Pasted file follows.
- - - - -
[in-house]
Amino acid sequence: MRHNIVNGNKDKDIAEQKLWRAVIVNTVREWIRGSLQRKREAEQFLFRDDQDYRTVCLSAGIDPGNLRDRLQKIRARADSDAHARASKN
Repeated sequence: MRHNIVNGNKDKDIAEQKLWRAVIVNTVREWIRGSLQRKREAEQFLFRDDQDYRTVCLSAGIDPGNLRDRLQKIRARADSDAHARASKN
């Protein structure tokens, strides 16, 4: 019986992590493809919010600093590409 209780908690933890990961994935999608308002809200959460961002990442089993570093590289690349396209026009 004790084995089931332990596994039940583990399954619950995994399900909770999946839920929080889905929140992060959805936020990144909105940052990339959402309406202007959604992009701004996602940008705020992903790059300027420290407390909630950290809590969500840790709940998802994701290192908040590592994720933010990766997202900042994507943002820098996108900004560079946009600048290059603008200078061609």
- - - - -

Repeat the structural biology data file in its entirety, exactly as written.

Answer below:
[in-house]
Amino acid sequence: MRHNIVNGNKDKDIAEQKLWRAVIVNTVREWIRGSLQRKREAEQFLFRDDQDYRTVCLSAGIDPGNLRDRLQKIRARADSDAHARASKN
Repeated sequence: MRHNIVNGNKDKDIAEQKLWRAVIVNTVREWIRGSLQRKREAEQFLFRDDQDYRTVCLSAGIDPGNLRDRLQKIRARADSDAHARASKN
């Protein structure tokens, strides 16, 4: 019986992590493809919010600093590409 209780908690933890990961994935999608308002809200959460961002990442089993570093590289690349396209026009 004790084995089931332990596994039940583990399954619950995994399900909770999946839920929080889905929140992060959805936020990144909105940052990339959402309406202007959604992009701004996602940008705020992903790059300027420290407390909630950290809590969500840790709940998802994701290192908040590592994720933010990766997202900042994507943002820098996108900004560079946009600048290059603008200078061609």